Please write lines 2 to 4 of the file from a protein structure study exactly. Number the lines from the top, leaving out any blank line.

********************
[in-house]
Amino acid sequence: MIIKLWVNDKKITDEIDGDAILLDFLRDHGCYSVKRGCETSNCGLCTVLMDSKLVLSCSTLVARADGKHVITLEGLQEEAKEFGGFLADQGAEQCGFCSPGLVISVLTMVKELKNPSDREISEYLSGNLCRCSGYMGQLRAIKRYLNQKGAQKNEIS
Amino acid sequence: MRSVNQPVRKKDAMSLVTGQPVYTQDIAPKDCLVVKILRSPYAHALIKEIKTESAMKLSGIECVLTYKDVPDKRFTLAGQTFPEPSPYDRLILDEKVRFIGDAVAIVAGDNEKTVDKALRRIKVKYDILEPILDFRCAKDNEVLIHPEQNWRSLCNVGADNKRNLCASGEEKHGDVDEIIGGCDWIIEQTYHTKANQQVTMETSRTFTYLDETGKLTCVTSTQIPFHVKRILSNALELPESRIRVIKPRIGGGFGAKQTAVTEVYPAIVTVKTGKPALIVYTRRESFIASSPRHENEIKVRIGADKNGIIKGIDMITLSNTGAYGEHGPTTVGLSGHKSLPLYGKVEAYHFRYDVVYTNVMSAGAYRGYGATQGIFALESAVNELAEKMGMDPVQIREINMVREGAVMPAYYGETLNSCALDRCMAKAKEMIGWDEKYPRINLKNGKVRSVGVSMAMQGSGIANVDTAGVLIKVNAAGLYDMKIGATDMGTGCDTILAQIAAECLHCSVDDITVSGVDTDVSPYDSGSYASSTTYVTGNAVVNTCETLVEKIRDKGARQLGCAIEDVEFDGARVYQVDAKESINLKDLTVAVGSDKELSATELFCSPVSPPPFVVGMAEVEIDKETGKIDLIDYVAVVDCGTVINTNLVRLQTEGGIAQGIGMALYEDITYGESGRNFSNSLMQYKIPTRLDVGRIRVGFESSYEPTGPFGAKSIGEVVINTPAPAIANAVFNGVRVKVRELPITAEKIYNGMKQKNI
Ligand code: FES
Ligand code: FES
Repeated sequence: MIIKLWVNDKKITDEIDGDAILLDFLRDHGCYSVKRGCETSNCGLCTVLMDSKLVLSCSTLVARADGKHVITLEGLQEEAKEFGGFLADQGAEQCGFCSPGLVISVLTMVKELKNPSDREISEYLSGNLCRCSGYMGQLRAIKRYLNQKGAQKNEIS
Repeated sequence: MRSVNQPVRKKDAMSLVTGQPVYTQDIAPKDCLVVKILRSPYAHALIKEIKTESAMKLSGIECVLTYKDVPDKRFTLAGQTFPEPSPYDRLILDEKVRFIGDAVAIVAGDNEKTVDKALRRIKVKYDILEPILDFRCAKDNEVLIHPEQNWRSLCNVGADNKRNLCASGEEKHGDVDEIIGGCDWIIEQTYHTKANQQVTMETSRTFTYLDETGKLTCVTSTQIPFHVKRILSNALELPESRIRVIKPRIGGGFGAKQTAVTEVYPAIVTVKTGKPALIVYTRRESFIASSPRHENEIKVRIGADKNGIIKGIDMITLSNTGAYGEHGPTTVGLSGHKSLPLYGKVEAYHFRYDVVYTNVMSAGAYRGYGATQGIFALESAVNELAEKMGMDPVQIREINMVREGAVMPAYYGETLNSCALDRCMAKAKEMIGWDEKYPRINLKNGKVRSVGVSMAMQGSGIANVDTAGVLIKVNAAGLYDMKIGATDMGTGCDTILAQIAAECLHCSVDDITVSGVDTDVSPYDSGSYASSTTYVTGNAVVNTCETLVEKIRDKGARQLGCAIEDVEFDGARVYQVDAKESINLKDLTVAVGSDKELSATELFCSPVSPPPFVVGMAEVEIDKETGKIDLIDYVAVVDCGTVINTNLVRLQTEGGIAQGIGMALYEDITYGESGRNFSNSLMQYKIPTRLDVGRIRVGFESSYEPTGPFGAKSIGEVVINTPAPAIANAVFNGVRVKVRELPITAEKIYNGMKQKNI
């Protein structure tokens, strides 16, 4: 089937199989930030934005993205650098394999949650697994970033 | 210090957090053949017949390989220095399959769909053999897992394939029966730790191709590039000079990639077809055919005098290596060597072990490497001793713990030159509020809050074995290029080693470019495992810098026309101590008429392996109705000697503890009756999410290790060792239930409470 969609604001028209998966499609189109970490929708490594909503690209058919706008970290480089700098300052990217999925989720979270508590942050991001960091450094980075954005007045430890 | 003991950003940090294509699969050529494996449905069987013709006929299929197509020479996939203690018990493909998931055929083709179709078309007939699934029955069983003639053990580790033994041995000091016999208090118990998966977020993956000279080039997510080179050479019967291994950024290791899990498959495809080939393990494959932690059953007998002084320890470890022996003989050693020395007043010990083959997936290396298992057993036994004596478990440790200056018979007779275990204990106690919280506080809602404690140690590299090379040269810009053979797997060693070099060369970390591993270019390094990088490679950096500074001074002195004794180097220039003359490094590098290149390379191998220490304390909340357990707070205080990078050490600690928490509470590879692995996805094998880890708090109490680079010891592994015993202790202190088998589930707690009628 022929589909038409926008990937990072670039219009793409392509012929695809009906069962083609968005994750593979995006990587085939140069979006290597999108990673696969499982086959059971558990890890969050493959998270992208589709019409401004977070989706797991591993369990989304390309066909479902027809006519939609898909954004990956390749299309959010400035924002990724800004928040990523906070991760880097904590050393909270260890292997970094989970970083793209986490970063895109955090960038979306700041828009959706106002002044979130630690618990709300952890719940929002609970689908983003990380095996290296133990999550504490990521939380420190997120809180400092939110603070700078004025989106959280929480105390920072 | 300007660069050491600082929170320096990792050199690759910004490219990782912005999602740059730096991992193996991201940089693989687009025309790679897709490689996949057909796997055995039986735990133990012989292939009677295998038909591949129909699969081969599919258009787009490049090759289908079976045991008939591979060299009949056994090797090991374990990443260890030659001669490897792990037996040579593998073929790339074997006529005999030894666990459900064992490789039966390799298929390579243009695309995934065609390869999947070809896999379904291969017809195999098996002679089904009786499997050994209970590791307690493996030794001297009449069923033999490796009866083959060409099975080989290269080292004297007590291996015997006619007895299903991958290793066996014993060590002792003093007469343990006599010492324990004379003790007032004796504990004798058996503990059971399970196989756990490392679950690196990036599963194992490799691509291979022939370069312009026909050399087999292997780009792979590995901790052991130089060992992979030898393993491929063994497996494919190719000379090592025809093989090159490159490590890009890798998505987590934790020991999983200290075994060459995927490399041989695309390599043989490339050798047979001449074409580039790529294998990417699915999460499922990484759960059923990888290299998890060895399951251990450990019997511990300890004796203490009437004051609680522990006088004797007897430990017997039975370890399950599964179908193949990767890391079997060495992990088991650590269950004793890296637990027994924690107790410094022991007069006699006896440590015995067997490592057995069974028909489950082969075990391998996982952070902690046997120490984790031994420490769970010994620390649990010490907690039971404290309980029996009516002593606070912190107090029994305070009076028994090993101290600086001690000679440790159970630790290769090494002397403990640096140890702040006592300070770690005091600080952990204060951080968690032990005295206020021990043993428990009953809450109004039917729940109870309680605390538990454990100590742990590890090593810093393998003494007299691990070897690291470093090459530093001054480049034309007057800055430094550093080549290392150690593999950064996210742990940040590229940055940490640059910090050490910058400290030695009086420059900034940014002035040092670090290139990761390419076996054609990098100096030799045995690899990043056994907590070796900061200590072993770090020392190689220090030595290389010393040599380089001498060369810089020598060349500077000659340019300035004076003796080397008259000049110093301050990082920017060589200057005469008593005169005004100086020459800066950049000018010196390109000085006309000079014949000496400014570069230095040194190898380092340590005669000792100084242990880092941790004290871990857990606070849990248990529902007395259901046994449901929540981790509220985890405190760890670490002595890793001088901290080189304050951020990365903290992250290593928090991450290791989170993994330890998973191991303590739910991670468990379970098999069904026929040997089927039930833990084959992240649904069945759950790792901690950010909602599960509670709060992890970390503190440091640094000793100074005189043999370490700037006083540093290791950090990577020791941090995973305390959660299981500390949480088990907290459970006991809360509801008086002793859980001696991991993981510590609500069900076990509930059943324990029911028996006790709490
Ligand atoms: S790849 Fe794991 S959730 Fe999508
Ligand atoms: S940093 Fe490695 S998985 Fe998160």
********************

Amino acid sequence: MIIKLWVNDKKITDEIDGDAILLDFLRDHGCYSVKRGCETSNCGLCTVLMDSKLVLSCSTLVARADGKHVITLEGLQEEAKEFGGFLADQGAEQCGFCSPGLVISVLTMVKELKNPSDREISEYLSGNLCRCSGYMGQLRAIKRYLNQKGAQKNEIS
Amino acid sequence: MRSVNQPVRKKDAMSLVTGQPVYTQDIAPKDCLVVKILRSPYAHALIKEIKTESAMKLSGIECVLTYKDVPDKRFTLAGQTFPEPSPYDRLILDEKVRFIGDAVAIVAGDNEKTVDKALRRIKVKYDILEPILDFRCAKDNEVLIHPEQNWRSLCNVGADNKRNLCASGEEKHGDVDEIIGGCDWIIEQTYHTKANQQVTMETSRTFTYLDETGKLTCVTSTQIPFHVKRILSNALELPESRIRVIKPRIGGGFGAKQTAVTEVYPAIVTVKTGKPALIVYTRRESFIASSPRHENEIKVRIGADKNGIIKGIDMITLSNTGAYGEHGPTTVGLSGHKSLPLYGKVEAYHFRYDVVYTNVMSAGAYRGYGATQGIFALESAVNELAEKMGMDPVQIREINMVREGAVMPAYYGETLNSCALDRCMAKAKEMIGWDEKYPRINLKNGKVRSVGVSMAMQGSGIANVDTAGVLIKVNAAGLYDMKIGATDMGTGCDTILAQIAAECLHCSVDDITVSGVDTDVSPYDSGSYASSTTYVTGNAVVNTCETLVEKIRDKGARQLGCAIEDVEFDGARVYQVDAKESINLKDLTVAVGSDKELSATELFCSPVSPPPFVVGMAEVEIDKETGKIDLIDYVAVVDCGTVINTNLVRLQTEGGIAQGIGMALYEDITYGESGRNFSNSLMQYKIPTRLDVGRIRVGFESSYEPTGPFGAKSIGEVVINTPAPAIANAVFNGVRVKVRELPITAEKIYNGMKQKNI
Ligand code: FES